What have you ‘Romance” creatives got cooking/simmering in your pot? Laddle it up and share in some romance writing moves, why don’t you?!


It’s A New Year!

thCAGXN1I2ed new yearHAPPY NEW YEAR! I’m so glad to be back with you guys another year. It’s been an amazing journey in looking back to 2012. Can you believe it’s 2013?! Still trying to wrap my mind around it:) Anyhow, I’m back with more stuff to talk about in this writing arena. To kick things off, let’s backtrack a moment to contest submissions. We talked about how it’s beneficial to enter contests, not only to win money (good thing) but to get your work out there , generate a buzz and keep your writing skills sharp.

When I recommend some of these contests, I’m usually one of the first to enter:) I love the thrill of writing competition, people:) Well, my results from the Missouri Review & Zoetrope Short Story contest came and I didn’t place. The essay contest for CostsofCare.Org, didn’t yield me the $1000 bounty either, but, the medical director and founder emailed me to say how my essay on saving hospital costs was 1 of 5 out of over 150 submissions to hold their attention…he wondered if I’d be willing to allow them to use it in further media exposure for Costs Of Care.org – well, yea!  

On New Years Day, the publisher of Bronze Magazine emailed me the link to my 2nd post for 2013! http://bronzemagonline.com/why-loving-yourself-makes-you-your-best-self/ hope you can take a stroll over to read and leave a comment.

My motivational column “Motivating Moment” debuted in the relaunch issue of Mirror Mirror Magazine and hit newsstands on the East Coast, January 2nd. Please pick up a copy or go to the website at www.mirrormirrormag.com . 

And the fun is not over:)  I’m blessed to be celebrating another birthday in the coming weeks! Have no fear ladies, we’re not getting older, just better:)  

Okay, your turn writers, what’s in your witches brew for 2013? Give us a taste!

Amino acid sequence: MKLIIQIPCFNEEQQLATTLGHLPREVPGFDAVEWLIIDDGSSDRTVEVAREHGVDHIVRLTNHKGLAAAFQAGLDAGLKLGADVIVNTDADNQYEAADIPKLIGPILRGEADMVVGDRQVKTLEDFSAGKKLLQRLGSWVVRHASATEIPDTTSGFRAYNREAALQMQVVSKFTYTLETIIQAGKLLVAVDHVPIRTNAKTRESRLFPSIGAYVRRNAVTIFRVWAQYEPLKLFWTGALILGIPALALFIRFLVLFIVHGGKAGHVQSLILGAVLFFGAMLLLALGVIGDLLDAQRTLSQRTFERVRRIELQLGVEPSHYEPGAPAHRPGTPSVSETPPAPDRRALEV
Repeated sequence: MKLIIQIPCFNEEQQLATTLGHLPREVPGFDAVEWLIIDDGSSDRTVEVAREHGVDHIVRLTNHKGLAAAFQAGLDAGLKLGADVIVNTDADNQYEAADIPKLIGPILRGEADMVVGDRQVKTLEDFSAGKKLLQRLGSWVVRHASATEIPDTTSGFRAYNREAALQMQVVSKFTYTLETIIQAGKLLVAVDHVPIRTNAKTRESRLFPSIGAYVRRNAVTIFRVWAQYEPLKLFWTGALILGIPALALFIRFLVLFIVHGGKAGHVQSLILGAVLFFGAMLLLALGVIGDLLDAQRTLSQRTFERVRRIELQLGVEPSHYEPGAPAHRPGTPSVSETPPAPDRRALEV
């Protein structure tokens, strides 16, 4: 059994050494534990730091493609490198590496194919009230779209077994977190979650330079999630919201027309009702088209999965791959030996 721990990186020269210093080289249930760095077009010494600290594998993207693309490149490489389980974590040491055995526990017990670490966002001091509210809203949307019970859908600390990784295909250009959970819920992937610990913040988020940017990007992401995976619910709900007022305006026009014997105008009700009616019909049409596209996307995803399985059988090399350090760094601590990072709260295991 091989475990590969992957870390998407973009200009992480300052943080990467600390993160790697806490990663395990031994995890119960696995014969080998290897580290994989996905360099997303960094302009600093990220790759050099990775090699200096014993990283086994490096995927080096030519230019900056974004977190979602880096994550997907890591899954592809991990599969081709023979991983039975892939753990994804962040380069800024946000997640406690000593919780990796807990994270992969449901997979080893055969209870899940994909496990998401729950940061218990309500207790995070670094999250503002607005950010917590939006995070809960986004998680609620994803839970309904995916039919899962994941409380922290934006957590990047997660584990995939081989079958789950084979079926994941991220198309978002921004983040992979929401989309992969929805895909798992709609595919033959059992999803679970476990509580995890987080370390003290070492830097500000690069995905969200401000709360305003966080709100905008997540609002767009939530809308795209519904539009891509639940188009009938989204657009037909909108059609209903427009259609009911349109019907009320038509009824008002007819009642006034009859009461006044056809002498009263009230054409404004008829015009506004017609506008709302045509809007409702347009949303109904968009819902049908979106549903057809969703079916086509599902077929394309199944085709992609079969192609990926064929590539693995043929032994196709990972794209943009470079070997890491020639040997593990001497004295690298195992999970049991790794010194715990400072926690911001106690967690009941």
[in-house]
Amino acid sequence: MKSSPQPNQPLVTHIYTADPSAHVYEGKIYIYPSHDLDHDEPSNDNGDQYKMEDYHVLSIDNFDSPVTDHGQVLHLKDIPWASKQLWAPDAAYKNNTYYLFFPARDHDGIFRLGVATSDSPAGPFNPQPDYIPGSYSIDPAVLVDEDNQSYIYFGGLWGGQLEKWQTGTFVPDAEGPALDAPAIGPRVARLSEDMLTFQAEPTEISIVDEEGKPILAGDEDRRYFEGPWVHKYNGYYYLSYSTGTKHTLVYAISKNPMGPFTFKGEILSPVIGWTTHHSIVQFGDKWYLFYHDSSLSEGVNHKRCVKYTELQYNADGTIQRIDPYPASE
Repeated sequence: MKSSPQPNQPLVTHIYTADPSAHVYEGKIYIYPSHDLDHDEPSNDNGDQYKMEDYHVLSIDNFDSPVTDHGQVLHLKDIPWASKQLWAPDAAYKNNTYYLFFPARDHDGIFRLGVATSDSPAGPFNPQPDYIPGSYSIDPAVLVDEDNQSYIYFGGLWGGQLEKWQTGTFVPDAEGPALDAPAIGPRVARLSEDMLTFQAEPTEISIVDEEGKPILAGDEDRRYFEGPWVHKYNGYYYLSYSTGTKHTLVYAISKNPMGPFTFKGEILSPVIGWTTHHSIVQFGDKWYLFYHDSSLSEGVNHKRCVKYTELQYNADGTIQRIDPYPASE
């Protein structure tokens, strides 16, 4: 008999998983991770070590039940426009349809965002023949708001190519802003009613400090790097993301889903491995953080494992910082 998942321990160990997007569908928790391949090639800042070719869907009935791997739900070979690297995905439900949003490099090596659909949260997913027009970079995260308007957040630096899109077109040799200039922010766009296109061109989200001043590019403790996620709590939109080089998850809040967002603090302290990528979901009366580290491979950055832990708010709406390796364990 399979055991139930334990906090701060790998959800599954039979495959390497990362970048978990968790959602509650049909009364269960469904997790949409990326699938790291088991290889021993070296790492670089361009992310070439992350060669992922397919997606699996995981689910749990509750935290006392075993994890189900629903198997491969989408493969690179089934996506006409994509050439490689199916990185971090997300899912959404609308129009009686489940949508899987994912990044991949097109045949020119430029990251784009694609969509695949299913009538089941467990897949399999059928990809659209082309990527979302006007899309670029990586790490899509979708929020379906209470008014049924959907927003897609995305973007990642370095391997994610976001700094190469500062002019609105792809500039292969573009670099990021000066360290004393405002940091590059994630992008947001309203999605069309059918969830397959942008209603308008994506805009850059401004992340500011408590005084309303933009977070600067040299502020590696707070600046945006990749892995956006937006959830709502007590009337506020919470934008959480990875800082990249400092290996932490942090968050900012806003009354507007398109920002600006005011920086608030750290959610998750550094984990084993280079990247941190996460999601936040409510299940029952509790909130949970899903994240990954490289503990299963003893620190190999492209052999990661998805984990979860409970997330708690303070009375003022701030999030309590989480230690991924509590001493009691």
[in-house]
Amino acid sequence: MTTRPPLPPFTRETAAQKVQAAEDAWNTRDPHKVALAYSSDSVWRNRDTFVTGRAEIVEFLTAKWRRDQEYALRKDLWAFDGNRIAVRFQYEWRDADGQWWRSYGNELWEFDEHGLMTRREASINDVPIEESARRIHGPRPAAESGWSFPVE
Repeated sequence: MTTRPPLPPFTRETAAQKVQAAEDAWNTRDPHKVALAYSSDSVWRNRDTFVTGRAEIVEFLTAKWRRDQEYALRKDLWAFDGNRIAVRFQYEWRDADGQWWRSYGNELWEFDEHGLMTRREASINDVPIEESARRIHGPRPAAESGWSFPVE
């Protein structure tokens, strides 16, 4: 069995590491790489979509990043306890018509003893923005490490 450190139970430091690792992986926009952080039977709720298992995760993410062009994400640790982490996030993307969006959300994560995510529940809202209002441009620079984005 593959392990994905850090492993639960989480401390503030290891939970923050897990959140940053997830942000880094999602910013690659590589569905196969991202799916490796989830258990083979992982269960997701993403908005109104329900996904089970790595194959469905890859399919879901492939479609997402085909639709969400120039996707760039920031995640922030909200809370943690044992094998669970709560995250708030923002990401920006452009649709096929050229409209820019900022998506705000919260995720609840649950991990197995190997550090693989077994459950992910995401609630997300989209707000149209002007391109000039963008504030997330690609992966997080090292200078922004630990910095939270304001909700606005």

A ‘Book In Progress’

Okay, so I’m trying not to procrastinate when it comes to working on “Stepping Into Greatness!” my self help book whose sole purpose is to motivate and inspire folks to get their productive groove back after setbacks & unforseen challenges have knocked them down and trampled all over their confidence- a lot of good truths for readers to use as take away value in their own lives…

The message today for my readers is that “I’m Writing.” Yes, I’m still planting an evergreen seed of purposeful writing, hopefully, for a 2013 Fall harvesting!  I’m appreciative of all of you guys, far & wide who want to know how the book is coming. My Switzerland connection-sistah-friend ( you know who you are) is keeping me accountable. I appreciate the advice , the well wishes and numerous supportive “can’t wait” to read it!

What would be even grandier is if more of you sent your gems of inspiration for inclusion in the book’s selection process. Deadline for submissions is looming fast- June 30th. Visit my website http://authentic-woman.net for contact information. Shining your light will ultimately inspire and empower others to shine theirs- Marianne Williamson’s words have never rang truer.

Other stuff happening for clara54 includes anticipating contest competition results… Preparing to head South to honor & participate in a family tradition and happily celebrating being invited by founder,Sylvia Browder, to join National Association Women On The Rise @ www.nawomenrise.com  One On One Mentoring program as one of 56 women( and counting) on a mission to empower other women by sharing their expertise and experiences… Thank you, Sylvia for this great honor! 

How about you guys? What’s shakin’ bacon?